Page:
Where is the cabin crew dispute going?

For the third time in four months hundreds of British Airways cabin crew assembled for a joint branch meeting. This was the first mass meeting since a court injunction halted planned strike action over Christmas. Since then a re-ballot of cabin crew returned a thumping majority in favour of industrial action.

In the run up to the ballot result an online poll organised by BASSA found over two thirds of members were in favour of a 10 day strike. More than 3,600 BASSA members voted in the poll – about a third of BA’s entire cabin crew workforce. There were also statements from national Unite leaders and BA management hinting at “meaningful discussions” and “some progress” in talks between the union and the company. All of this perhaps contributed to an air of expectation by union members going into the meeting at Kempton Park race course.

The meeting lasted for over two hours. Members emerged with the news that no dates for strike action had been announced. The mood of those leaving the meeting was palpably different to that prevailing two hours ago. They had come expecting dates to be announced for strike action but all that had been announced was unspecified progress in talks. One cabin crew member who spoke to Socialist Party members complained the message from the union leadership of what had been achieved so far was unclear and what the union was going to do next uncertain. There is a danger that failure of UNITE to show leadership and put strike action on the table, clearly favoured by a majority of cabin crew, could now have a demobilizing effect on union members.

It is sincerely hoped that British Airways have made significant concessions that address the fears cabin crew have about the future of their terms and conditions. If this can be achieved without naming dates for strike action then so much the better. While the full picture is unknown by those outside the negotiation table, it is puzzling why British Airways has made concessions at this point.

The history of BA managements behaviour up to this point has been one of refusing to meaningfully negotiate with unions, imposing change unilaterally, harassing union activists and attacking industrial action through the courts. Willie Walsh himself has built his reputation at Aer Lingus as a hardliner who takes on unions and imposes change favourable to management and shareholders. Now all of a sudden, under no pressure of looming dates for strike action, BA management is prepared to make concessions. It is more likely that BA is maneuvering to avoid an announcement of strike action. This then strengthens managements hand in negotiations. BA will be quite happy to discuss with unions indefinitely since the changes have already been imposed on staff.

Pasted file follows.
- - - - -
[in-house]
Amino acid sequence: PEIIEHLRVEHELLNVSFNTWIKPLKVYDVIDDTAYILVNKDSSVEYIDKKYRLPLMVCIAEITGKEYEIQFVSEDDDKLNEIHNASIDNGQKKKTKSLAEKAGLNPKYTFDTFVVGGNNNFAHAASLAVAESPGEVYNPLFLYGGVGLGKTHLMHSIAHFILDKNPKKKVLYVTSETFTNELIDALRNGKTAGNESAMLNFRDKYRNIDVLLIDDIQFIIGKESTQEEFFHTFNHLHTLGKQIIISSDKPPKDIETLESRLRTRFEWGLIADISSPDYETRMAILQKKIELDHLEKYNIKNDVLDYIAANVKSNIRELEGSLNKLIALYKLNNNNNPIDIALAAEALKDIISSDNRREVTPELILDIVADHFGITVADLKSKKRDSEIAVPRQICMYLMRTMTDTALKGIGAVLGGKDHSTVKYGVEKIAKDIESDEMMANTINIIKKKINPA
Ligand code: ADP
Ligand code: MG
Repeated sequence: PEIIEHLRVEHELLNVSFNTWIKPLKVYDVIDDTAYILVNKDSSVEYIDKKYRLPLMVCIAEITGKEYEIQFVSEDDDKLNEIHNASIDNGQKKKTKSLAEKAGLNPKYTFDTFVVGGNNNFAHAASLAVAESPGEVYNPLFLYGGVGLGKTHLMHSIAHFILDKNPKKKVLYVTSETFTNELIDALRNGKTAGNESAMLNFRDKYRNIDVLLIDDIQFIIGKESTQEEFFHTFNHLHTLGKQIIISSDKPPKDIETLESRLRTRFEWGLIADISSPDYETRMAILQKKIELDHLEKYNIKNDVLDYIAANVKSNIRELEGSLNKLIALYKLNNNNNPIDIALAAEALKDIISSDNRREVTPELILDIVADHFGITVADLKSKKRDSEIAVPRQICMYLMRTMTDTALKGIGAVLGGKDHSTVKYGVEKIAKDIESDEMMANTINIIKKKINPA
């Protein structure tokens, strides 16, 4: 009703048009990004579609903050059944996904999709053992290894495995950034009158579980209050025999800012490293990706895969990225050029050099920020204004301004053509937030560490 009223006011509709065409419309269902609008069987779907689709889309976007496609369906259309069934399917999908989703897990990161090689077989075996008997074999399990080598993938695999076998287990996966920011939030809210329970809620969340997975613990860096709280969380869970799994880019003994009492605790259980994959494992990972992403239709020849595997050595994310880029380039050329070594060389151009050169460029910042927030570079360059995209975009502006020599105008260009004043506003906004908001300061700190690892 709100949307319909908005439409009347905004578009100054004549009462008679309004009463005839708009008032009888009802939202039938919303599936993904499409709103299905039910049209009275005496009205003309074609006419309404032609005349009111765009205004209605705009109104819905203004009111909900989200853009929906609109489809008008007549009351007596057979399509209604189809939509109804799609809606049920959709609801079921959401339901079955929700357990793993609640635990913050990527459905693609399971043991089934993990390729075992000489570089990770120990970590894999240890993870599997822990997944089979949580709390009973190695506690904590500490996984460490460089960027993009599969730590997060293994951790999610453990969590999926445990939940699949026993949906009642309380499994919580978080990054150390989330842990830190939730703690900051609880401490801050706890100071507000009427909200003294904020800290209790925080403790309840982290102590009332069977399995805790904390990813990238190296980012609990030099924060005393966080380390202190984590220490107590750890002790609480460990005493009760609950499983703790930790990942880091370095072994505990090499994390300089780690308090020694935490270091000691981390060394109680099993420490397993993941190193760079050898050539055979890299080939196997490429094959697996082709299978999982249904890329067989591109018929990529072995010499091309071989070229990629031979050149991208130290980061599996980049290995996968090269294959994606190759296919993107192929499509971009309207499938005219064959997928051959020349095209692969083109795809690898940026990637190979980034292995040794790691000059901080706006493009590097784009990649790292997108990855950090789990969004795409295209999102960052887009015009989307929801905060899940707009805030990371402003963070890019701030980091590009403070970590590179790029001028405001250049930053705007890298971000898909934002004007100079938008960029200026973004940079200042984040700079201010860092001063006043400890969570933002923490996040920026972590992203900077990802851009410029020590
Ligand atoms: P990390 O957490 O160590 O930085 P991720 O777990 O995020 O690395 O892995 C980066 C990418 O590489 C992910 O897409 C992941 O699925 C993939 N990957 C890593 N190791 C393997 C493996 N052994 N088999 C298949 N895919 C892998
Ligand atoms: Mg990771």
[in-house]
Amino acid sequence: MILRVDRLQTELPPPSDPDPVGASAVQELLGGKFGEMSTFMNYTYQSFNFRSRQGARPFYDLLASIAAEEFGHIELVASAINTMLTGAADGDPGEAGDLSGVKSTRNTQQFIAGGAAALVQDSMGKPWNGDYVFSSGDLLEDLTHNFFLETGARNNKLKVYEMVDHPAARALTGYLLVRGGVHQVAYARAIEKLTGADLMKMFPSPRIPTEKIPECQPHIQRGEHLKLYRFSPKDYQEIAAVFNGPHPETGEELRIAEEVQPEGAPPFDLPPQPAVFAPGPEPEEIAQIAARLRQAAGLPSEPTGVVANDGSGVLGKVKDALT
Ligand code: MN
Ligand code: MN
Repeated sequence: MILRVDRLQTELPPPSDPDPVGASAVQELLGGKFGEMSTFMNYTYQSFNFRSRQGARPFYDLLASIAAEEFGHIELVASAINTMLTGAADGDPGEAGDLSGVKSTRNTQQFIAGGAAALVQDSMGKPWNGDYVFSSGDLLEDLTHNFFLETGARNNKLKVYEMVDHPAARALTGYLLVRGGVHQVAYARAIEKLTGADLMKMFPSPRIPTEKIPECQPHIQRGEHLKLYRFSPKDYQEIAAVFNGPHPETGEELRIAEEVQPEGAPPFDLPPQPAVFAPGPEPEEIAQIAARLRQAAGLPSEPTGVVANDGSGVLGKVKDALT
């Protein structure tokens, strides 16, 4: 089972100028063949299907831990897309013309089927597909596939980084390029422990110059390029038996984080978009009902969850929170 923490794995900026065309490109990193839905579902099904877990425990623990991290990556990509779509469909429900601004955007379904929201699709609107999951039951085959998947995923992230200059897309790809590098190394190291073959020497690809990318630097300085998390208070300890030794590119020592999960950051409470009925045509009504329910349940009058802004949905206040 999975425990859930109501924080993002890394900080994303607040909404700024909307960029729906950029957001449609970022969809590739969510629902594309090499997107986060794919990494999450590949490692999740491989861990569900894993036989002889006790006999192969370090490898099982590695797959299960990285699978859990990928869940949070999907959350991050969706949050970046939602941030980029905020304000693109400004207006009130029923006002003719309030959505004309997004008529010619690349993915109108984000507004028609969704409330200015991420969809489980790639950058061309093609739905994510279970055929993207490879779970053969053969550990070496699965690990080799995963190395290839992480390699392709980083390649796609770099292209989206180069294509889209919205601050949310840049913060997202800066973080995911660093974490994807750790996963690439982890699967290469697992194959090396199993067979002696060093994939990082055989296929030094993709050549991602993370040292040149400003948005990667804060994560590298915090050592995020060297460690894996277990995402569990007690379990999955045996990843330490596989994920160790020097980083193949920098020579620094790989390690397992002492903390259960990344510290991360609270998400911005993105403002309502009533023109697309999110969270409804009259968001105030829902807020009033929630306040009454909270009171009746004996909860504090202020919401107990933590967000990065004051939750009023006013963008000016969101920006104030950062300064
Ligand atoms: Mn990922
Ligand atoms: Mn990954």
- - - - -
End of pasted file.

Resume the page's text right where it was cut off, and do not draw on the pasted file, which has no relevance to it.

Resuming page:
This question will become clearer once a deal, if any, between the union leadership and BA is announced. Any deal that allows for the introduction of a separate fleet on inferior terms and conditions will be seen as a defeat for cabin crew. This will open the door to significantly weakening union strength at the company. A recent provocative ad by Ryanair stating they are the ‘no strike airline’ illustrates what sort of future lies in store for BA cabin crew if this were to come to pass.

However if the union stands firm and reaching a fair deal proves impossible then strike action becomes inevitable. The two votes for strike action and the online poll show that support for strike action is solid amongst staff. To put the strength of feeling in context the civil servants union the PCS has voted by 63% for two day national strike action over changes to the redundancy compensation scheme.

By deferring the announcements of strike action at the mass meeting UNITE are in danger of frittering away the support for strike action. Under the anti trade union laws the union must trigger industrial action within 28 days of the ballot result announcement. The failure to announce definite dates for strike action means that it is the state and the anti-union laws, no friend of trade unionists, which is setting the tempo of the negotiations, rather than the union. Everyday that is spent in negotiation is another day for management to apply more pressure on staff and more grievances to pile up.

If the UNITE leadership believe BA are more likely to negotiate without the immediate threat of strike action they are mistaken. Statements from BA saying they will not negotiate under the threat of strike action simply prove they believe there are one law for workers and another for management. After all BA seem to think UNITE should negotiate with them even though they are actively witch hunting union activists and threatening to withdraw travel perks from staff. In reality the strike weapon is the only thing an intransigent employer respects. UNITE would be in a far stronger negotiating position if dates for strike action were on the table. However failing that a definite deadline where strike dates will be announced is the next best option.

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